So, is the Fondation Louis Vuitton all a bunch of hype, or is it worth the trek from Les Sablons metro through the Bois de Boulogne? Should you risk getting sardined up with fellow Fondation-goers in the one-euro shuttle that takes you from the Les Sablons metro stop directly to the site?

  • If you only have one hour to spare, the answer is no. You’ll need to set aside at least three to four hours for this excursion, and if you try to go on the weekends, prepare to battle the crowds.
  • Long lines snaking around the block aren’t uncommon at the Fondation, especially following the open of one of its blockbuster temporary shows and on weekends.
  • If you want to visit, we highly recommend booking ahead. You can reserve tickets and transport to the Fondation here (via Tiqets.com). You can even book a package there that includes round-trip shuttle service to the Fondation, plus skip-the-line access.

Once inside, however, you’ll notice the presence of something infinitely more unique than what you’d find at almost any other museum in Paris. Because the artwork shows off the building and not the other way around, you begin to feel as if you’re part of the space yourself.

The enormous, airy rooms and gratuitously high ceilings give you the impression of being a tiny speck in an infinite universe.

To top it off, the staff is genuinely nice and very knowledgeable about the nuts and bolts of the building. And in Paris, that’s worth millions.

Getting There, Opening Hours & Contact Details

Before your visit, make sure to note the Fondation’s opening day and hours and plan whether you’ll walk from the Metro or use the paid shuttle service (see below).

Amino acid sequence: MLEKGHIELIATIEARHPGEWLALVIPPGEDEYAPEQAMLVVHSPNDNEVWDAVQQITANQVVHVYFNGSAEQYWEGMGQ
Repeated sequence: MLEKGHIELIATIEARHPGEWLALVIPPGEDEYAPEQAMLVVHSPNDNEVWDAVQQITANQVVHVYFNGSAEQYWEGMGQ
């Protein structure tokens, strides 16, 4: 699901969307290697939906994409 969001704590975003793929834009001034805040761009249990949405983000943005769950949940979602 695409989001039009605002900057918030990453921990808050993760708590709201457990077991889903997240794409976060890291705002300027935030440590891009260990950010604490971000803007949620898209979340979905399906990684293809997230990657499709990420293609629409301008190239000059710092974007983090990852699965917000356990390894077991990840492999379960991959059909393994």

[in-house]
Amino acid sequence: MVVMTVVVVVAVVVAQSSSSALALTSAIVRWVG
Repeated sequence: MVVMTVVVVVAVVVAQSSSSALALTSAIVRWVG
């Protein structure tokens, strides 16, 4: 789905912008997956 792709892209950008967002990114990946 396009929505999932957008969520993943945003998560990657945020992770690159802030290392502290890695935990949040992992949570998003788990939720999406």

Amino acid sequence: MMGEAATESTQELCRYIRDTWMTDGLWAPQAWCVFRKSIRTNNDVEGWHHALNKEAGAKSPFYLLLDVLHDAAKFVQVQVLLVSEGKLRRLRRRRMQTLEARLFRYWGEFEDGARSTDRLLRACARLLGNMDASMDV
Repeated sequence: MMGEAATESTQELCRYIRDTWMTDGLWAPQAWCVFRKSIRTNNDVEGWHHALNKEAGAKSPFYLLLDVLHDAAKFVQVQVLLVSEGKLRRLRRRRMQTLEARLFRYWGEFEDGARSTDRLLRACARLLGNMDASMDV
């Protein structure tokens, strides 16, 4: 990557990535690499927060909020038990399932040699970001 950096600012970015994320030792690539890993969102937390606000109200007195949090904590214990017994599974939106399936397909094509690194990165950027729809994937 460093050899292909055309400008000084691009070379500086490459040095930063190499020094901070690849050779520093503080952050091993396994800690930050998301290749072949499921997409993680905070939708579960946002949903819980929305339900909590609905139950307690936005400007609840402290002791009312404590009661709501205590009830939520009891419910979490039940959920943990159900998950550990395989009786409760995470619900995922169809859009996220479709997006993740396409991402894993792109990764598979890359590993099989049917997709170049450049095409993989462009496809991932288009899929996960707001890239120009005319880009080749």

Opening Hours
  • Mondays, Wednesdays and Thursdays – 11 am to 8 pm
  • Friday late-night opening – 11 am to 9 pm (open until 11 pm for late-night events)
  • Saturdays and Sundays – 10 am to 8 pm
  • Closed on Tuesdays
How to Get There?

By Metro: Take line 1 to the Les Sablons. Take the Fondation Louis Vuitton exit. The Fondation is a 10-15 minute walk from the metro station through the Bois de Boulogne.

On the weekends, you can also take bus line 244 to the Fondation Louis Vuitton stop. The line does not run from Monday to Friday, however.

Via the Fondation shuttle: Departs Place Charles de Gaulle, on the corner of Avenue de Friedland, near the Les Sablons metro exit. The shuttle runs every 15 minutes and costs 1 euro. Please note that the shuttle is strictly reserved for valid ticket-holders; you will not be able to board unless you have booked an entry ticket in advance.

Accessibility: The Fondation is entirely accessible to visitors with limited mobility, sight and hearing impairments and other disabilities. Entry is free to the FLV for disabled visitors and one accompanying person. Please see this page for information and contact details ahead of your visit.

How to Book Tickets?

You can book tickets (including skip-the line versions) in advance here (via Tiqets.com). You may also do so at the official website (see above).

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3 thoughts on “Exploring the Fondation Louis Vuitton in Paris, Inside & Out

  1. Looking for information on the exhibition of French Paintings of 1920 from collection of Russian Brothers. How long will it be there.. Any other information would be appreciated. Thank you, Joan

  2. how can I get skip the line tickets and perhaps transportation sometime during the second half of May for 2 people?